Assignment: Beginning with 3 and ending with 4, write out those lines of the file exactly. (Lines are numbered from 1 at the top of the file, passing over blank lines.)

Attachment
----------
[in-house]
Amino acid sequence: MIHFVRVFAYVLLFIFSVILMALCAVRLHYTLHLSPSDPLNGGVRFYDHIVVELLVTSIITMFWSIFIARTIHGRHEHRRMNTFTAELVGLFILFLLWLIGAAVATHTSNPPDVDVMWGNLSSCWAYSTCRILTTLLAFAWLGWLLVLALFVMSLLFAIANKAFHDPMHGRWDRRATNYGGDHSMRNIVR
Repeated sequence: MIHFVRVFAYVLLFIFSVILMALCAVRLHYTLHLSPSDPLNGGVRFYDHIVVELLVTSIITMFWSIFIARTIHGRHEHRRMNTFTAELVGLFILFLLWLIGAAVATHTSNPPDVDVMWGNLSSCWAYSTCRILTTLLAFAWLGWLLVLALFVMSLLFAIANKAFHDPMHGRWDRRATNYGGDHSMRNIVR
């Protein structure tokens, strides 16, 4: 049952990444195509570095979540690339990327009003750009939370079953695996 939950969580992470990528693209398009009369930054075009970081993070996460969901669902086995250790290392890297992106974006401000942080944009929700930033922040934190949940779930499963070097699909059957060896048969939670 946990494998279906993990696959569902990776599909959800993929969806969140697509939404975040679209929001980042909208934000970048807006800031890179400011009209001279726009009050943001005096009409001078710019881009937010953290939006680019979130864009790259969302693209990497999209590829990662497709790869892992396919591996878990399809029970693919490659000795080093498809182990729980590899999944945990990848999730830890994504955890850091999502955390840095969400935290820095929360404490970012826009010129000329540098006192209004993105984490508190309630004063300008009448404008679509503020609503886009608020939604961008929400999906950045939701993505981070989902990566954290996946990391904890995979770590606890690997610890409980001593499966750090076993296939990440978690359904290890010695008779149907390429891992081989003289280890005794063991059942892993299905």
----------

Repeated sequence: MIHFVRVFAYVLLFIFSVILMALCAVRLHYTLHLSPSDPLNGGVRFYDHIVVELLVTSIITMFWSIFIARTIHGRHEHRRMNTFTAELVGLFILFLLWLIGAAVATHTSNPPDVDVMWGNLSSCWAYSTCRILTTLLAFAWLGWLLVLALFVMSLLFAIANKAFHDPMHGRWDRRATNYGGDHSMRNIVR
């Protein structure tokens, strides 16, 4: 049952990444195509570095979540690339990327009003750009939370079953695996 939950969580992470990528693209398009009369930054075009970081993070996460969901669902086995250790290392890297992106974006401000942080944009929700930033922040934190949940779930499963070097699909059957060896048969939670 946990494998279906993990696959569902990776599909959800993929969806969140697509939404975040679209929001980042909208934000970048807006800031890179400011009209001279726009009050943001005096009409001078710019881009937010953290939006680019979130864009790259969302693209990497999209590829990662497709790869892992396919591996878990399809029970693919490659000795080093498809182990729980590899999944945990990848999730830890994504955890850091999502955390840095969400935290820095929360404490970012826009010129000329540098006192209004993105984490508190309630004063300008009448404008679509503020609503886009608020939604961008929400999906950045939701993505981070989902990566954290996946990391904890995979770590606890690997610890409980001593499966750090076993296939990440978690359904290890010695008779149907390429891992081989003289280890005794063991059942892993299905």